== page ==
Egypt must allow peaceful protest and the right to strike, says Amnesty

Egypt must allow peaceful protest and the right to strike, says Amnesty

By agency reporter
1 May 2011

The Egyptian authorities must abolish a recent law criminalising peaceful protests and strikes, Amnesty International said ahead of today's protests for International Workers’ Day in Cairo’s Tahrir Square.

The organisation called for workers’ rights to be protected, as protesters gather to demand the lifting of restrictions on forming trade unions, the introduction of an adequate minimum wage and the reinstatement of co-workers dismissed for their trade union activities.

“The authorities must seize this historic moment of reform in Egypt and commit to protecting workers’ rights in the country,” said Amnesty International.

“The protesters’ legitimate demands are not new, but this is a fresh opportunity for the Egyptian authorities to abide by their obligations and act positively on them”.

“A first step would be to scrap the law banning strikes and to allow independent trade unions to operate freely.”

Sunday’s gathering was planned by trade unions, political parties, women’s groups and human rights organisations as well as the “popular committees for the defence of the revolution”.

Among the triggers of the 25 January uprising in Egypt that led to the fall of former President Mubarak were calls for an end to poverty, and demands for social justice and dignity.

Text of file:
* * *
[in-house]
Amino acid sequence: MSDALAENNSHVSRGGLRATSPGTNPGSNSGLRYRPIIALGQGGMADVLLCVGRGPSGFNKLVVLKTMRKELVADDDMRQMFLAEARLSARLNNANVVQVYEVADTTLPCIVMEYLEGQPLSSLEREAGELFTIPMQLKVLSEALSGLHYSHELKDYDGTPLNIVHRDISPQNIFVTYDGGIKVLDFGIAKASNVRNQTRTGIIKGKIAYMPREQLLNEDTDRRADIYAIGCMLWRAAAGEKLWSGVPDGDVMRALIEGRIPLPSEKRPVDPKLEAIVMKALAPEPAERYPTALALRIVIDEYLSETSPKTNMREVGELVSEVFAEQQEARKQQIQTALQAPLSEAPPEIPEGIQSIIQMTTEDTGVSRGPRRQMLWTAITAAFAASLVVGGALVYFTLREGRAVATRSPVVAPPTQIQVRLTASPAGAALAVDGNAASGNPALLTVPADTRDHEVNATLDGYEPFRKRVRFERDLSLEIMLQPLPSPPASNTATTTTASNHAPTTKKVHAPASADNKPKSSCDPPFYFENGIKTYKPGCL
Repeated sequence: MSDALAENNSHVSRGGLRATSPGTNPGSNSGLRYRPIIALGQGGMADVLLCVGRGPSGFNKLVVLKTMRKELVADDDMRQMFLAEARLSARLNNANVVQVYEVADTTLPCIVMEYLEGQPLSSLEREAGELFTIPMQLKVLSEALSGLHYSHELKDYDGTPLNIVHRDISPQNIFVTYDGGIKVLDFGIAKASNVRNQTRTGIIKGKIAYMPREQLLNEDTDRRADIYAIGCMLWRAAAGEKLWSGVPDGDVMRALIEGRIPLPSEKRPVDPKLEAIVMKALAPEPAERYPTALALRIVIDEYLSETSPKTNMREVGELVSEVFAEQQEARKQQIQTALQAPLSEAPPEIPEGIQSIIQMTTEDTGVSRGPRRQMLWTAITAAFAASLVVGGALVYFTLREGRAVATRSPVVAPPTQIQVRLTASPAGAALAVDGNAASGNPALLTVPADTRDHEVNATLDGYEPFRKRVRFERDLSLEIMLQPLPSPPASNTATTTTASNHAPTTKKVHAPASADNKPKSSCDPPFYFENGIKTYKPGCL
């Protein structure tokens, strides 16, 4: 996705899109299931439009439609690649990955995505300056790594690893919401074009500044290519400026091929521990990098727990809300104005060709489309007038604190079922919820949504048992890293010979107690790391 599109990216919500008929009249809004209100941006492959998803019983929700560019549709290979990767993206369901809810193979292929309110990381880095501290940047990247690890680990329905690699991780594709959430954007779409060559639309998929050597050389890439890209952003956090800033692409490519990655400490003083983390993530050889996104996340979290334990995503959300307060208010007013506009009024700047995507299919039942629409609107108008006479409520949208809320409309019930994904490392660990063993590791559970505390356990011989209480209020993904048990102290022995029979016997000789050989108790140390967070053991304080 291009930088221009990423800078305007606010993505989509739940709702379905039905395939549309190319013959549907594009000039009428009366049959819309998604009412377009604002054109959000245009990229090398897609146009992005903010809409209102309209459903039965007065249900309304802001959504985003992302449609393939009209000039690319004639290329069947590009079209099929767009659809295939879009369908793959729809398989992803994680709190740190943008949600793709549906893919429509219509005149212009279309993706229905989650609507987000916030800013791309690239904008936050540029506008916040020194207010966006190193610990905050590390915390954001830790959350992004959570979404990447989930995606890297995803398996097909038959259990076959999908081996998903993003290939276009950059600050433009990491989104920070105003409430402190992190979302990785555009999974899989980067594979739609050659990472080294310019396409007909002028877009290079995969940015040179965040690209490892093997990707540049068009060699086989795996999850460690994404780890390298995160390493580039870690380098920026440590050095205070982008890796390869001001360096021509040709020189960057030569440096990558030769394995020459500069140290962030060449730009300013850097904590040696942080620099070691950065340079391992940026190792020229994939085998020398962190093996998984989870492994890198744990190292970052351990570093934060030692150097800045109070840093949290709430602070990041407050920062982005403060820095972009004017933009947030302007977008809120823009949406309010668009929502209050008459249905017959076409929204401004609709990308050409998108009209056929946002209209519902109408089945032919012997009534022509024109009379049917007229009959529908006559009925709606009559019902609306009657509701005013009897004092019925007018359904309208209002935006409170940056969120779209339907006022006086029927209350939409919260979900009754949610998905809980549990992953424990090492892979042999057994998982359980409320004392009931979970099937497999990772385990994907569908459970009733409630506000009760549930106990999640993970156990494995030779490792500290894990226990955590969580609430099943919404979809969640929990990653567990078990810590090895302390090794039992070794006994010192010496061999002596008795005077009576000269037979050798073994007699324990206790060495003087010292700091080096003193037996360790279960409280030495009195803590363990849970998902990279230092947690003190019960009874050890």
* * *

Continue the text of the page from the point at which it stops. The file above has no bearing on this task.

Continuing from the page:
During 2010, thousands of protests, strikes and sit-ins were staged by Egyptian workers in both the public and private sectors, protesting the rising cost of living and demanding better wages and working conditions.

But a new law which entered into force on 12 April 2011 criminalises demonstrations and strikes and places protesters at risk of imprisonment and heavy fines.

Law No. 34 of 2011 stipulates a prison sentence and a fine of up to 50,000 Egyptian Pounds (about US$8,400) for anyone who takes part in or encourages others to join a sit-in or any other activity that prevents, delays or disrupts the work of public institutions or public authorities.

If there is any violence or if protests damage public and private property, lead to the “destruction of means of production” or cause harm to “national unity and public security and order” , the fine rises to 500,000 Egyptian Pounds (about US$84,000) with at least a year’s imprisonment.

Amnesty says that such vaguely worded provisions are in breach of international law. The right to strike is guaranteed under Article 8 of the International Covenant on Economic, Social and Cultural Rights to which Egypt is a state party.

The NGO said that the Egyptian authorities also have a duty to uphold the right to peaceful assembly under Article 21 of the International Covenant on Civil and Political Rights.

“The adoption of this law at a moment where people are seeking to realise their demands for more human rights and dignity and preserve the achievement of the uprising is a major setback,” said an Amnesty spokesperson.

“The law stands at odds with the demands of many Egyptians and Egypt’s international human rights obligation and must be repealed immediately.”

In its Egypt: Human Rights Agenda for Change report, Amnesty International calls for workers’ rights to be upheld.

[Ekk/3]

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